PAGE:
ASCAS Association of Small Collectors of Antique Silver newsletter # 103 December 2012 SITE MAP
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Giorgio Busetto
ASCAS Secretary

A new article for ASCAS website

Henneberg mark ~1887 - ~1894
Dr. David N. Nikogosyan presents:

Hollow Ware Marks of Warsaw Silver Plate Factories Operated in the Russian Empire:
Bros. Henneberg, Bros. Buch, Wola Factory, Plewkiewicz & Schiffers.
English version

Recently, I published two Members' Windows in the ASCAS Newsletter Journal devoted to hollow ware marks used by the Warsaw silver plate companies Józef Fraget and Norblin. These firms were founded in the first quarter of the XIXth century, in 1824 and 1819, respectively, and they both pioneered galvanic silver-plate production in Russia in 1850-1860. Other Warsaw firms also started to apply this cutting-edge technology, first Brothers Henneberg and Brothers Buch (between 1872 and 1882) and later, (in 1885-1888), Wola factory, Roman Plewkiewicz, and Schiffer. By the end of the XIXth century practically all Russian manufacture of silver-plated tableware and utensils was concentrated in Warsaw.
It should be remembered that, before 1850, in Russia all silver-plated objects were produced by soldering of a thin sheet of silver to a red-heated copper plate with subsequent rolling. Such a copper base with a fused silver layer was called "SILVER PLATE" or simply "PLATE" ("PLAQUÉ" in French, "PLATER" in Polish)......
click here
English version

New members

Welcome to new ASCAS members:

William Coultas - England UK
Janet Elliott - Australia
Lorri Genovese - USA
David Haynes - Australia
Michele Kaltsas - USA
James Lightfoot - USA
Ines Maria Marcelli - Italy
Renée Paine - USA

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Members' Window # 103

silver sprinkler shaped as an elephant
Alan Yates presents:

Silver of Colonial interest English version

My first piece of Indian colonial silver was purchased in Durban (South Africa) in 1982, a good Hamilton & Co 'melon shaped' tea pot which I still own to this day. The price then was lower than the equivalent piece of Victorian English silver. Those were the days of Grand Apartheid and I bought it at auction from Sotheby's when they were 'in association' with the local firm of Stephan Welz. I have managed to find a perfectly matching sugar bowl but I am still searching for a matching milk jug.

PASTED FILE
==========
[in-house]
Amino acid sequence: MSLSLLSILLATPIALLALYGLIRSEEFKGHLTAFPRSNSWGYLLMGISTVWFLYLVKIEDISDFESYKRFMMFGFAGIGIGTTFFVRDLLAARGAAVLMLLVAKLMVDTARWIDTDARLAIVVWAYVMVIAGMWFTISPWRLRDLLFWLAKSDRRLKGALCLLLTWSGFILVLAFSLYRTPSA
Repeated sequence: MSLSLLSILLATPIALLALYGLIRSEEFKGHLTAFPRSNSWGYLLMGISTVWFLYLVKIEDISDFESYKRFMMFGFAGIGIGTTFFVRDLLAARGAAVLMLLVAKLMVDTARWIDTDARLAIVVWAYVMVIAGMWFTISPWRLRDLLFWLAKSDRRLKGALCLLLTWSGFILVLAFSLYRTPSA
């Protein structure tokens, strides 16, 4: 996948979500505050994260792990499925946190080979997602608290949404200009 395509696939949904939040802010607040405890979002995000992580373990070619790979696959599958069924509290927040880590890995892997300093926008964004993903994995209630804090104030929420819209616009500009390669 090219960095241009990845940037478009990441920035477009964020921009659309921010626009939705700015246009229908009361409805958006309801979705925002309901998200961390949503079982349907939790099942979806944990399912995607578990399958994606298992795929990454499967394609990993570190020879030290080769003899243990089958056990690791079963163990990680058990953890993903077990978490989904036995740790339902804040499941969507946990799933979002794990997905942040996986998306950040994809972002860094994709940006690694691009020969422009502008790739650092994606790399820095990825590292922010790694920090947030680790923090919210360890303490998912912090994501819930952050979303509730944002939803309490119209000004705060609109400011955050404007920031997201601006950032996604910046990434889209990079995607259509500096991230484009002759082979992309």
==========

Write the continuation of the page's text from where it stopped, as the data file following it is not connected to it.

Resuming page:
In this page I present a pocket watch of Indian interest bought from an English dealer.
It has a trademark with a lion inside a double circle with the inscription "FL Bombay & Calcutta".....
click here
English version

Mail to ASCAS: e-mail

Walter W. Snyder writes:
... I'm trying to find out when this sauceboat was made. I believe it is French, but the hallmarks seem to be not very clear. The A with a crown would indicate the "ancien regime", but the A seems to be a fake. The other marks, a P with a crown, a fleur de lys with a crown, a v in a circular hallmark, 88 with a crown and the marks WK or KW seem to be a strange combination. I have found no French silversmith with the initials KW or WK.
I have been told that the sauceboat is probably from the late 19th century and the hallmarks are not a normal combination. It seems that they are forged to give the impression that the piece is older.
Thank You,
Walter W. Snyder
Your item is an excellent example of "Hanau Silver" (Germany late 19th – early 20th century) made by Wolf & Knell - Hanau (founded 1887). Information about Hanau Silver is available in ASCAS website at
Giorgio Busetto

Renata Camozzi writes:
... I have no idea of what is this flatware piece. It bears William Rogers mark.
Can ASCAS readers give suggestions about its use?
Renata Camozzi

Alan Yates writes:
... I'm trying to identify the origin and any other possible information about this silver coffee pot. I have researched in many sources but all to no avail.